A new “Frontline” presentation, “Outlawed in Pakistan,” throws one huge curve at viewers during what we assume is yet another justified indictment of injustice for women in the Muslim world. It’s an inarguable fact that men literally are allowed to get away with murder and rape, under the protections granted them through Sharia Law. The U.S. deplores such abuses when they occur in Pakistan and Iran, but ignore them in Saudi Arabia. Here, filmmakers Habiba Nosheen and Hilke Schellmann spent several years following the case of 13-year-old Kainat Soomro, who claims to have been drugged and raped by several men on her way home from school. Because of the men’s ties to the local tribal leader, however, her complaint wouldn’t have reached a higher court if her family didn’t openly protest the injustice and national women’s groups didn’t support her challenge. Although the men claimed their innocence, the negative publicity prompted a judge to imprison them for two years in advance of a trial. (This, itself, might have been a miscarriage of justice.) The biggest stumbling block for Kainat all along was a lack of evidence against the men she accused of the crime. Local police assumed she was lying, so neglected to collect material from the crime scene. Advanced DNA technology wasn’t available, either. Because of this, it was a girl’s word against those of four men and a gaggle of Koran-thumping loudmouths. It’s interesting that the case attracted two of the top lawyers in Pakistan and their insight is crucial to understanding how things might play out, including the murder of Kainat’s brother and a possible attempt on her life and that of her mother. What I wasn’t prepared to see, however, was evidence presented by the defense, in mid-trial, that practically destroyed the girl’s case and our belief in what happened to her. In the western world, a prosecutor may have had the wherewithal to refute all of it. In Pakistan, however, it opened the door to an injustice potentially as great as the rape. If my view of justice for women in Pakistan and other Islamic Republics wasn’t shaken by the verdict or its aftermath, the documentary tested my assumptions about “Frontline” and its willingness to go out on an increasingly slim limb in support of an inarguably fascinating subject.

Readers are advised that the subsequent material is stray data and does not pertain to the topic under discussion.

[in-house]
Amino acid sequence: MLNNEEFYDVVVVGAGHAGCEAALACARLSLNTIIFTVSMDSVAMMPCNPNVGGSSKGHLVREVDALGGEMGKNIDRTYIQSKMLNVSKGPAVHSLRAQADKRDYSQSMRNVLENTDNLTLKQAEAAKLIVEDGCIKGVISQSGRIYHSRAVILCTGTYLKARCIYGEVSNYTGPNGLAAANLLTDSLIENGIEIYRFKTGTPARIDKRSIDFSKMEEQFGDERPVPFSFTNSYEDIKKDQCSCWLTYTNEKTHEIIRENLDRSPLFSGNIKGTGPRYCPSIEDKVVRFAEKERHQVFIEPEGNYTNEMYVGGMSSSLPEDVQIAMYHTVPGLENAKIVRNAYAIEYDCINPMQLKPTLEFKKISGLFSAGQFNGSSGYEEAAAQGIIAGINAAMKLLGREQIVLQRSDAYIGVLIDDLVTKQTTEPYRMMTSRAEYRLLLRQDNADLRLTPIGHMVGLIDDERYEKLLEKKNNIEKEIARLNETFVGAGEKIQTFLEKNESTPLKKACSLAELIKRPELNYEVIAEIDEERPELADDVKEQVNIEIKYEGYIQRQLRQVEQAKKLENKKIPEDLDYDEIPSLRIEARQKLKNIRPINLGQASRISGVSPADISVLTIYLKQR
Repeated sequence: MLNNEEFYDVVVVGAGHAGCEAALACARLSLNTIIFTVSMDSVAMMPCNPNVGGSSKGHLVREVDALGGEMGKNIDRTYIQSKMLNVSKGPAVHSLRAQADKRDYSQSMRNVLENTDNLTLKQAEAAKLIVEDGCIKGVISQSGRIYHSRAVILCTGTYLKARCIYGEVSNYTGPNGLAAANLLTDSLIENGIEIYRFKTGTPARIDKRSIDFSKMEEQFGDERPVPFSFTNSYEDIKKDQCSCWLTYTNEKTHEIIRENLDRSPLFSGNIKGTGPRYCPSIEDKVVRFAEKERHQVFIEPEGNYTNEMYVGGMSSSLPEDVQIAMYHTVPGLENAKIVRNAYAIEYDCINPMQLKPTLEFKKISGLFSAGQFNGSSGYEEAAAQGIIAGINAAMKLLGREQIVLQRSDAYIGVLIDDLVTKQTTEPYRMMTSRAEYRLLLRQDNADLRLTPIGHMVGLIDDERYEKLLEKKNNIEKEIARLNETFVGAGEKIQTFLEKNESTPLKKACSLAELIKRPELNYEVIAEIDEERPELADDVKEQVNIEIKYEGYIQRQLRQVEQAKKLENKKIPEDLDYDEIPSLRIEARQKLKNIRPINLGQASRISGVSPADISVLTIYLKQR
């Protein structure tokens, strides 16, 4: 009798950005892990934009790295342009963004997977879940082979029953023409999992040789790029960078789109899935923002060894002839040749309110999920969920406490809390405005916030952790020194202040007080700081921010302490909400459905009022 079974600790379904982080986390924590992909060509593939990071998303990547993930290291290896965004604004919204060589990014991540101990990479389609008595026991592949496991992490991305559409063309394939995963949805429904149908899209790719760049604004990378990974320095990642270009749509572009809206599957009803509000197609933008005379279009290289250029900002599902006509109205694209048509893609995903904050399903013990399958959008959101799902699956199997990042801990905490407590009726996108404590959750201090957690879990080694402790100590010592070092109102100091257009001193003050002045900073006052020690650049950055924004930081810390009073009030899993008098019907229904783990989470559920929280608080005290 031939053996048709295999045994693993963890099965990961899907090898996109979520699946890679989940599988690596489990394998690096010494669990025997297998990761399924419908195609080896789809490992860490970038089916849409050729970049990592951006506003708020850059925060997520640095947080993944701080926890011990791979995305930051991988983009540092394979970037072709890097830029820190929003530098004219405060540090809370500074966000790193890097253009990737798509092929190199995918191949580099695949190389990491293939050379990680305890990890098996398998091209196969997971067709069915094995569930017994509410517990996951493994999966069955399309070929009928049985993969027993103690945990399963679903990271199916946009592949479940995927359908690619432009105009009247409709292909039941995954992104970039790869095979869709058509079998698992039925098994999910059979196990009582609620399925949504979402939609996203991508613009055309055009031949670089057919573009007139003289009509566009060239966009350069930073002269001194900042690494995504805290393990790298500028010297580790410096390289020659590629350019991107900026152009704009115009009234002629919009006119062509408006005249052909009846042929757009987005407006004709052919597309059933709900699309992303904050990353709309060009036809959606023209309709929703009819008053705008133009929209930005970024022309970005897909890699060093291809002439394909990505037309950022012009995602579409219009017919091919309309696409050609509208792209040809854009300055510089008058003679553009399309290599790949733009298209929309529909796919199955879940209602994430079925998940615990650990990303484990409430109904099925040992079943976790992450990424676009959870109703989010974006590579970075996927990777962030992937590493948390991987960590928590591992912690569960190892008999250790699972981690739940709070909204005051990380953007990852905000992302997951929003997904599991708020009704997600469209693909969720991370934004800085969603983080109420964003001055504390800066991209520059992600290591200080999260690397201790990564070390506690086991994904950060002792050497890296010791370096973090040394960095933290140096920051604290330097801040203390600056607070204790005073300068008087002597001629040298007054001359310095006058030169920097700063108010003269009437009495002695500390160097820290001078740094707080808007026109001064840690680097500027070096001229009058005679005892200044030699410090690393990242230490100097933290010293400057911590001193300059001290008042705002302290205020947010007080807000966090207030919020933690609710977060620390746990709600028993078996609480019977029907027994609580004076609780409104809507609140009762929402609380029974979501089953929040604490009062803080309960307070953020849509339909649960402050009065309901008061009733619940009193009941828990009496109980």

In PBS’s continuing effort to make sense of mass murders in our schools, “The Path to Violence” examines how educators, police and parents have combined their efforts to prevent future horrors. Because more than 120 school assaults have been thwarted in the past 10 years, there’s a ready body of evidence upon which to draw conclusions, even if the potential perpetrators don’t fit any firm stereotype. Among the remarkable discoveries is how often the troubled teens share their plans with others and the reasons classmates frequently honor some twisted code of silence. Communication between teenagers, parents, school psychologists and teachers has proven to be a more efficient deterrent than any boost in security systems or, as the NRA argues, adding dozens of armed guards to already stretched school budgets. “Path to Violence” promotes the Safe School Initiative, which, in the wake of Sandy Hook, has become an important tool in detecting problem behavior and putting systems in place to deter worst-case scenarios. – Gary Dretzka